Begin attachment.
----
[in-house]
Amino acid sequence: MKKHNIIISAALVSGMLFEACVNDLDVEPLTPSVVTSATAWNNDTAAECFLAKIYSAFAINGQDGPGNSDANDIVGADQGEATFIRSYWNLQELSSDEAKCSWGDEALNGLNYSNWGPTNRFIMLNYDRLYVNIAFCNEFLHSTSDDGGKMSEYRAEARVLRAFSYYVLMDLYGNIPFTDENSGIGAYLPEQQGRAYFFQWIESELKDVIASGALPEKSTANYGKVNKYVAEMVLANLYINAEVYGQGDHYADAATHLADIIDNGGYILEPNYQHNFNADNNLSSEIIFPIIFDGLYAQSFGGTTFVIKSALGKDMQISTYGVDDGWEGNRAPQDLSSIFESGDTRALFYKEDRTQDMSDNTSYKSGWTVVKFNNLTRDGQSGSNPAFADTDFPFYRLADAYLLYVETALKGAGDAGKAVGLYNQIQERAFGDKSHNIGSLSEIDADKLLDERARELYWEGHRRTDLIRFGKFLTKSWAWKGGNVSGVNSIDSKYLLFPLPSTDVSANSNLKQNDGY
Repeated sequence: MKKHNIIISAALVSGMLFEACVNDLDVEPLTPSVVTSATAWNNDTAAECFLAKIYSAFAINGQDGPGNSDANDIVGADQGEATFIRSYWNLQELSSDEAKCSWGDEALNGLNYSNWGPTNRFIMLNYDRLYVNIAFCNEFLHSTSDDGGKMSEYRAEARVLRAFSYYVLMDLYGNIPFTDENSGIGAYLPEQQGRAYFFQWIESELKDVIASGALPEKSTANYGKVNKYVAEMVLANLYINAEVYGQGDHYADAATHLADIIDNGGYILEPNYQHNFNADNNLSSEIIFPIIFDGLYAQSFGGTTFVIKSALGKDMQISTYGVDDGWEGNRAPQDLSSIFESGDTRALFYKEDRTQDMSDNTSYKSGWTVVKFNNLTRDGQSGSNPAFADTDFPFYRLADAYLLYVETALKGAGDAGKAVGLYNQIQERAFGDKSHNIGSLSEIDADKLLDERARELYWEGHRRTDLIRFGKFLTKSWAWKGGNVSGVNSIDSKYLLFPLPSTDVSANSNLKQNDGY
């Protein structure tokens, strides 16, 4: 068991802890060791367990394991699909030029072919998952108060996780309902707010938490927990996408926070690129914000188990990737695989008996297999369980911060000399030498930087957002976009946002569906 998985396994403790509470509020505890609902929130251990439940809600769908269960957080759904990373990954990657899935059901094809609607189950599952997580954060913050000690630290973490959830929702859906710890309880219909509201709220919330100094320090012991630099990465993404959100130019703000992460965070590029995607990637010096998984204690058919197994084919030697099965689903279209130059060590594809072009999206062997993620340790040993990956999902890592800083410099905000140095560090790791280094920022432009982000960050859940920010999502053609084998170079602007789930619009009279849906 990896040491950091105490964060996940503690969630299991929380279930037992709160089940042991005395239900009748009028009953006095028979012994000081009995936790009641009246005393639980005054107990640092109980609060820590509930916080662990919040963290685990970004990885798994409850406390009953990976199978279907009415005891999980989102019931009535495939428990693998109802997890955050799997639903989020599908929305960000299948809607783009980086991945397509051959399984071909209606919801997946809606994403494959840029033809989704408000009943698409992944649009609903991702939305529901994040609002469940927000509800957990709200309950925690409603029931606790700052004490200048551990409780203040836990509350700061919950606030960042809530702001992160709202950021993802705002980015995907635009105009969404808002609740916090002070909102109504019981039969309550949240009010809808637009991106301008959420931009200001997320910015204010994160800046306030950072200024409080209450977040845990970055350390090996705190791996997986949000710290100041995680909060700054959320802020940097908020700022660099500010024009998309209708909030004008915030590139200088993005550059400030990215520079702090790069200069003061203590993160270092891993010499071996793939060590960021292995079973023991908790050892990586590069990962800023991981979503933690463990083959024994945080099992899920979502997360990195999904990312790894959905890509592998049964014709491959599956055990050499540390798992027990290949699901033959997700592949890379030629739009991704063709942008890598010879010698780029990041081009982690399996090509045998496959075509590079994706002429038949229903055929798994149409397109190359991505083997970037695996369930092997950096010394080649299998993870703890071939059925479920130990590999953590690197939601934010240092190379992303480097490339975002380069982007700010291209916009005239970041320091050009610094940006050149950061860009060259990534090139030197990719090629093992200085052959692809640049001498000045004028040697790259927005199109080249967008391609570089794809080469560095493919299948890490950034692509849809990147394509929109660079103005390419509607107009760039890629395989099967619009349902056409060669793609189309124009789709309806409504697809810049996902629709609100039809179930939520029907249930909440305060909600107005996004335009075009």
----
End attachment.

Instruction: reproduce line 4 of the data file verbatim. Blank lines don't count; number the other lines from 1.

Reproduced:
């Protein structure tokens, strides 16, 4: 068991802890060791367990394991699909030029072919998952108060996780309902707010938490927990996408926070690129914000188990990737695989008996297999369980911060000399030498930087957002976009946002569906 998985396994403790509470509020505890609902929130251990439940809600769908269960957080759904990373990954990657899935059901094809609607189950599952997580954060913050000690630290973490959830929702859906710890309880219909509201709220919330100094320090012991630099990465993404959100130019703000992460965070590029995607990637010096998984204690058919197994084919030697099965689903279209130059060590594809072009999206062997993620340790040993990956999902890592800083410099905000140095560090790791280094920022432009982000960050859940920010999502053609084998170079602007789930619009009279849906 990896040491950091105490964060996940503690969630299991929380279930037992709160089940042991005395239900009748009028009953006095028979012994000081009995936790009641009246005393639980005054107990640092109980609060820590509930916080662990919040963290685990970004990885798994409850406390009953990976199978279907009415005891999980989102019931009535495939428990693998109802997890955050799997639903989020599908929305960000299948809607783009980086991945397509051959399984071909209606919801997946809606994403494959840029033809989704408000009943698409992944649009609903991702939305529901994040609002469940927000509800957990709200309950925690409603029931606790700052004490200048551990409780203040836990509350700061919950606030960042809530702001992160709202950021993802705002980015995907635009105009969404808002609740916090002070909102109504019981039969309550949240009010809808637009991106301008959420931009200001997320910015204010994160800046306030950072200024409080209450977040845990970055350390090996705190791996997986949000710290100041995680909060700054959320802020940097908020700022660099500010024009998309209708909030004008915030590139200088993005550059400030990215520079702090790069200069003061203590993160270092891993010499071996793939060590960021292995079973023991908790050892990586590069990962800023991981979503933690463990083959024994945080099992899920979502997360990195999904990312790894959905890509592998049964014709491959599956055990050499540390798992027990290949699901033959997700592949890379030629739009991704063709942008890598010879010698780029990041081009982690399996090509045998496959075509590079994706002429038949229903055929798994149409397109190359991505083997970037695996369930092997950096010394080649299998993870703890071939059925479920130990590999953590690197939601934010240092190379992303480097490339975002380069982007700010291209916009005239970041320091050009610094940006050149950061860009060259990534090139030197990719090629093992200085052959692809640049001498000045004028040697790259927005199109080249967008391609570089794809080469560095493919299948890490950034692509849809990147394509929109660079103005390419509607107009760039890629395989099967619009349902056409060669793609189309124009789709309806409504697809810049996902629709609100039809179930939520029907249930909440305060909600107005996004335009075009």